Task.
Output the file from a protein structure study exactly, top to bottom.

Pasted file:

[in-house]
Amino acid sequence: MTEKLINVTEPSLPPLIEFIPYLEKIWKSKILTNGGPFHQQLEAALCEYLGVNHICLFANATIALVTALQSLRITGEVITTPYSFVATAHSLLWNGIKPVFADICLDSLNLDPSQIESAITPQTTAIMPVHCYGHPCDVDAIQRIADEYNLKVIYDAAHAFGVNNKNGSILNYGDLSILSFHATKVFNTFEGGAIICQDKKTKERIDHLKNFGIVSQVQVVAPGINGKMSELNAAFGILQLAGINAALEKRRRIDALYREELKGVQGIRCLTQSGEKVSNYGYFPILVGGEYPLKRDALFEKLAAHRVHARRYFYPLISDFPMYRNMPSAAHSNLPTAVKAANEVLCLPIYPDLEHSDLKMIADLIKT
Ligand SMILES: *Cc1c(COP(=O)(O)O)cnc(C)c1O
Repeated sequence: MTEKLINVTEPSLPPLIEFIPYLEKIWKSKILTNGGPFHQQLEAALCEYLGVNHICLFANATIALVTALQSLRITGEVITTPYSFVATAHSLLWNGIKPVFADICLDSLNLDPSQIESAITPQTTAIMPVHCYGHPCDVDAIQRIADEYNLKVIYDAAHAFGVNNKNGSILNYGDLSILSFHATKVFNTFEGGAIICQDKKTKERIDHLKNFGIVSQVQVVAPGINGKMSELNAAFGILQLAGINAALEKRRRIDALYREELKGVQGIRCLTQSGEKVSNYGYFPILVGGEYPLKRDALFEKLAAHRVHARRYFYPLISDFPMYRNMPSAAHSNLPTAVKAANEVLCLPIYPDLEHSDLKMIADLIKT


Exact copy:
[in-house]
Amino acid sequence: MTEKLINVTEPSLPPLIEFIPYLEKIWKSKILTNGGPFHQQLEAALCEYLGVNHICLFANATIALVTALQSLRITGEVITTPYSFVATAHSLLWNGIKPVFADICLDSLNLDPSQIESAITPQTTAIMPVHCYGHPCDVDAIQRIADEYNLKVIYDAAHAFGVNNKNGSILNYGDLSILSFHATKVFNTFEGGAIICQDKKTKERIDHLKNFGIVSQVQVVAPGINGKMSELNAAFGILQLAGINAALEKRRRIDALYREELKGVQGIRCLTQSGEKVSNYGYFPILVGGEYPLKRDALFEKLAAHRVHARRYFYPLISDFPMYRNMPSAAHSNLPTAVKAANEVLCLPIYPDLEHSDLKMIADLIKT
Ligand SMILES: *Cc1c(COP(=O)(O)O)cnc(C)c1O
Repeated sequence: MTEKLINVTEPSLPPLIEFIPYLEKIWKSKILTNGGPFHQQLEAALCEYLGVNHICLFANATIALVTALQSLRITGEVITTPYSFVATAHSLLWNGIKPVFADICLDSLNLDPSQIESAITPQTTAIMPVHCYGHPCDVDAIQRIADEYNLKVIYDAAHAFGVNNKNGSILNYGDLSILSFHATKVFNTFEGGAIICQDKKTKERIDHLKNFGIVSQVQVVAPGINGKMSELNAAFGILQLAGINAALEKRRRIDALYREELKGVQGIRCLTQSGEKVSNYGYFPILVGGEYPLKRDALFEKLAAHRVHARRYFYPLISDFPMYRNMPSAAHSNLPTAVKAANEVLCLPIYPDLEHSDLKMIADLIKT